Eduardo Sterblitch on improvisation in 'Beetlejuice': 'He's dead, but I'm alive on stage'

Eduardo Sterblitch on improvisation in ‘Beetlejuice’: ‘He’s dead, but I’m alive on stage’ | GuardianMagazines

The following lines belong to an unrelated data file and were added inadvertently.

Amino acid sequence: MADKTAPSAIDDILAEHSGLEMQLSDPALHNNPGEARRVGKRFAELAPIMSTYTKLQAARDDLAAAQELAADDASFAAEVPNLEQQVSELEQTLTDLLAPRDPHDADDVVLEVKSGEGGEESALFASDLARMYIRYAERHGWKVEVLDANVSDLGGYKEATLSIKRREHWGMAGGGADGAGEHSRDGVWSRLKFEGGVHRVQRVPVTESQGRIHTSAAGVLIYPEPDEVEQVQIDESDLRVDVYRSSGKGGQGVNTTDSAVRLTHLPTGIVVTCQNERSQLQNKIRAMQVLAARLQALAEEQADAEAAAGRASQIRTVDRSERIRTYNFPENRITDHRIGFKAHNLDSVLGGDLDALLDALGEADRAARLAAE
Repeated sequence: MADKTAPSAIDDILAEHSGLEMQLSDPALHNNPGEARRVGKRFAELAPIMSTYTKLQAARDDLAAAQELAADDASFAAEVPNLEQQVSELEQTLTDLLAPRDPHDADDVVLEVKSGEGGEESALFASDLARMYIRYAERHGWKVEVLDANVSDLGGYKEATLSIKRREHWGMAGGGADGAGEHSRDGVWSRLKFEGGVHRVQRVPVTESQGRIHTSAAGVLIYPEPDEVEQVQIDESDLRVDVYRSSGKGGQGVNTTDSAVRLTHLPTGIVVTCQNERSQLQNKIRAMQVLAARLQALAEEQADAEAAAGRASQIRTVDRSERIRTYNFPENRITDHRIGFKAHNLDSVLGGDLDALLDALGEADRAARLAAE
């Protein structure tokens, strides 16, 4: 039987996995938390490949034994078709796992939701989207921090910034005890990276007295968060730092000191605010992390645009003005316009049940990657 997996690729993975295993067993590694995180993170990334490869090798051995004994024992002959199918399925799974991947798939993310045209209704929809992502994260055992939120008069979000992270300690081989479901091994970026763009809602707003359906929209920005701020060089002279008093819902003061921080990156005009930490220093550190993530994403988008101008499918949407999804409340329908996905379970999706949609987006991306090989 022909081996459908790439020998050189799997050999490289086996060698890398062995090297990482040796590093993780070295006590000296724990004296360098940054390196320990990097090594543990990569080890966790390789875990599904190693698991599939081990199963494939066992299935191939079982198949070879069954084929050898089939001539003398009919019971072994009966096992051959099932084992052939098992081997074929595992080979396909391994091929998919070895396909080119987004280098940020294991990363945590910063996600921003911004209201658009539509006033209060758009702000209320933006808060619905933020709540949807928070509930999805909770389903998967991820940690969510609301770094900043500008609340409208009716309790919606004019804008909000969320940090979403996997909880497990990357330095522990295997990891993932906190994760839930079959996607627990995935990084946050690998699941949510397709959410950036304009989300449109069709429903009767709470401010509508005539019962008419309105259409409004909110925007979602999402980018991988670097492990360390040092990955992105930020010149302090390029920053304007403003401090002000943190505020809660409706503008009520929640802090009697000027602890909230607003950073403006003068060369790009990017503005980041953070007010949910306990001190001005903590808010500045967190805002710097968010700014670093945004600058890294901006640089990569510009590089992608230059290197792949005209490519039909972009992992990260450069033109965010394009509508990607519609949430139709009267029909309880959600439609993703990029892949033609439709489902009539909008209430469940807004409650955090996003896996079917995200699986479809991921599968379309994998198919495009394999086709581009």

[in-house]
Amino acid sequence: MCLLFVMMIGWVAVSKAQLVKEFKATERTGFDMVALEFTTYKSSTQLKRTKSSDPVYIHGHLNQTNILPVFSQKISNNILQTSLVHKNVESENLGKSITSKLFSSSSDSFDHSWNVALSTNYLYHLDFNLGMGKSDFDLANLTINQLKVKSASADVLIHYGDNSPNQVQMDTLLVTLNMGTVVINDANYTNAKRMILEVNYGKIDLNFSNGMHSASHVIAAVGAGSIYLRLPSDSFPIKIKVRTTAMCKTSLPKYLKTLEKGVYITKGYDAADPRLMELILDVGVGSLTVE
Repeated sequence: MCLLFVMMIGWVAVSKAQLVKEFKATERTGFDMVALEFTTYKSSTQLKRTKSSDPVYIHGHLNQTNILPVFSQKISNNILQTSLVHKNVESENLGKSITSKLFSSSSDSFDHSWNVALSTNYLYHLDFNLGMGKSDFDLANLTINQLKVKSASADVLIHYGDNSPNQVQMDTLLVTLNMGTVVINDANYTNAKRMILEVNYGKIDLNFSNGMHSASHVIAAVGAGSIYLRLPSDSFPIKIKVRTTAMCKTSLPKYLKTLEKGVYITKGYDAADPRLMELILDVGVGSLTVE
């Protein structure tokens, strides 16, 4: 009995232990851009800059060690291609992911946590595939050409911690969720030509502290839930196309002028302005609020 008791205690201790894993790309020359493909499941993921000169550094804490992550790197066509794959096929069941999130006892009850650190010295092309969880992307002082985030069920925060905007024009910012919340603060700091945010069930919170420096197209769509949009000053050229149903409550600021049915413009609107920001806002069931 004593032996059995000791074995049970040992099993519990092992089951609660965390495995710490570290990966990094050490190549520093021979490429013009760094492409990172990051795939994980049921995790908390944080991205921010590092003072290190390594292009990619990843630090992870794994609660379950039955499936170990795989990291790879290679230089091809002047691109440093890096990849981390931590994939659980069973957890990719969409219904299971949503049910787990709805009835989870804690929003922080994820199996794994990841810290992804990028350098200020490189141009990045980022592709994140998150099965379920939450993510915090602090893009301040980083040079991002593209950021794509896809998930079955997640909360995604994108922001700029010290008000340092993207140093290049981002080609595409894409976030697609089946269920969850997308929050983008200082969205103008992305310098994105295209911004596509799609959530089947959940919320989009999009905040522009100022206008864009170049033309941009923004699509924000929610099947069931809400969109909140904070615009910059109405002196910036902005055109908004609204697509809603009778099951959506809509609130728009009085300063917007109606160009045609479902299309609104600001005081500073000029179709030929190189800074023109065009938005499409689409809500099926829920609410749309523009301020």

Musical inspired by Tim Burton’s classic ‘Ghosts Have Fun (1988)’ is presented at the Liberdade Theater in São Paulo Beetlejuice, Beetlejuice… better not to say it the third time, otherwise it will appear. This is precisely the objective of the ghost defended by Eduardo Sterblitch. The character tries to make a human repeat his name three times to get a glimpse of life. Beetlejuice, which is presented at the Teatro Liberdade, in São Paulo, is a Brazilian version of the Broadway musical inspired by Tim Burton’s classic Os Fantasmas se Divertem (1988). Discover more taboola Unlike most foreign titles, Beetlejuice has a detail that makes it different: room to improvise. The naturalness with which Eduardo embodied the main character is such that, for those who watch it, much of the text sounds like an improvisation game to make the audience laugh. However, that’s not exactly how it happens. Behind the scenes of the musical Beetlejuice Rafael Cusato / Quem In conversation with Quem behind the scenes of the production, the protagonist explained that he has the freedom to improvise where the show allows it and highlighted that the changes in the text were fundamental for Beetlejuice to connect . with the Brazilian public. “In the (original) text there are jokes that are funnier in the United States, so we have to appropriate our culture to be able to make the public identify with it, otherwise it will just be a reproduction of the joke. It gets bad. The ideal is not to escape the text, but I never achieve it, I never do the same piece, because he (the character) is dead, but I am alive on stage,” Edu emphasizes. Behind the scenes of the musical Beetlejuice Rafael Cusato/Quem On the other hand, you must always respect the timing of the musical. “I repeat the scenes at the same time, but I am not forced to breathe the same way, I am not forced to feel the same. Each audience brings me to different emotions. This is what gives life to theater, not improvisation. Apart from the fact that inventing a text out of nothing is not very good in a three-hour work, that is dangerous,” he points out. The production marks the return of the actor, who in recent years has been involved in several audiovisual projects, to the stage of a theater. “It is the best work I have done in my life in terms of structure and joy of doing it, because I am a director of my own works, so I am always tense because doing theater in Brazil is very difficult. A miracle has to work. If it is difficult for Renata (Borges, producer of the program), who gets the sponsorship, imagine for those who cannot.” Behind the scenes of the musical Beetlejuice Rafael Cusato / Who Dead Mother The ghost played by the comedian takes advantage of the grief of Lydia Deetz, a teenager who goes into crisis after losing her mother, to put into practice the plan that she considers evil. The young woman moves with her father, Charles, to the house that the dead man frequents. Exploring the character’s pain in a plot with so many humorous scenes is one of the character’s biggest challenges, says Gabi Camisotti. Gabi Camisotti behind the scenes of the musical Beetlejuice Rafael Cusato / Quem “Removing all the layers that she has is important so that Lydia does not end up being a bored teenager with tantrums. It is very difficult, because you have to connect with the pain of losing a loved one,” says the actress. Ana Luiza Ferreira, who alternates the role with Gabi, agrees with her partner and highlights that the humorous scenes, especially the improvised ones, help to talk about death in a light way. “It is a refreshing experience. In Beetlejuice we never get used to it, we never fall into the same old habits. Obviously it’s always a challenge. It is always necessary to redouble attention.” “This work talks about life” For Flávia Santana, the central theme of the show is not death, but the importance of connections. “This play talks about life, because, in truth, all of Lydia’s anguish is because she felt abandoned by her mother, so she spends all her time looking for her mother and, in the end, she finds herself,” he says. Delia’s interpreter. In the plot, the actress’s character causes discomfort to the teenager, since she has an affair with her father, played by Joaquim Lopes. Joaquim Lopes and Flávia Santana behind the scenes of the musical Beetlejuice Rafael Cusato/Quem “This is the first musical I have done and it has been a wonderful experience. When you sing in front of others it is as if you were undressing, it is a very vulnerable place,” says Joaquim. “It’s also a challenge to be a part of this place with such talented people and not ruin everyone’s experience (laughs). There is also the body part, since there is a lot of dancing during the musical, and the fact that my character has a dramatic curve. “He tries to create a connection with her daughter, going from the estrangement at the beginning to the catharsis of reunion.” Differentiated Beetlejuice Both Tim Burton’s film and the Broadway musical served as a reference for the Brazilian show, especially in visual terms, but what is seen on stage is a unique Beetlejuice and this only highlights the talent of those who perform. on and off stage. . Behind the scenes of the musical Beetlejuice Rafael Cusato/Quem “It speaks perfectly to the audience. There (in New York) he was very good, irreverent as he is here, but we have a much more brilliant actor than the one they had there. Eduardo and João (Telles, substitute for Beetlejuice) listen and take advantage of what the audience offers and give it back in their own way (with improvisations). They have malice and a Brazilian way of acting,” highlights Tadeu Aguiar, director of the show in Brazil. Like Edu, he also insists that theater is alive and not manufactured. Although he is new to this universe of musicals, Joaquim Lopes also feels the difference between Brazilian production and international production. “Our play is very different from Broadway, because there it was more correct, cleaner, and that is not necessarily a good thing. I like us because we do it our way, with our references, with our Brazilianness and I think all of that adds a lot of value to the show,” he concludes. Behind the scenes of the musical Beetlejuice Behind the scenes of the musical Beetlejuice Service: Location: Teatro Liberdade (R. São Joaquim, 129, São Paulo) Sessions: Wednesday, Thursday, Friday and Saturday at 9 p.m.; Saturday and Sunday at 4 p.m.; Sunday at 20:30 Prices: Between R$ 95.00 and R$ 350.00 Tickets: Most read of the week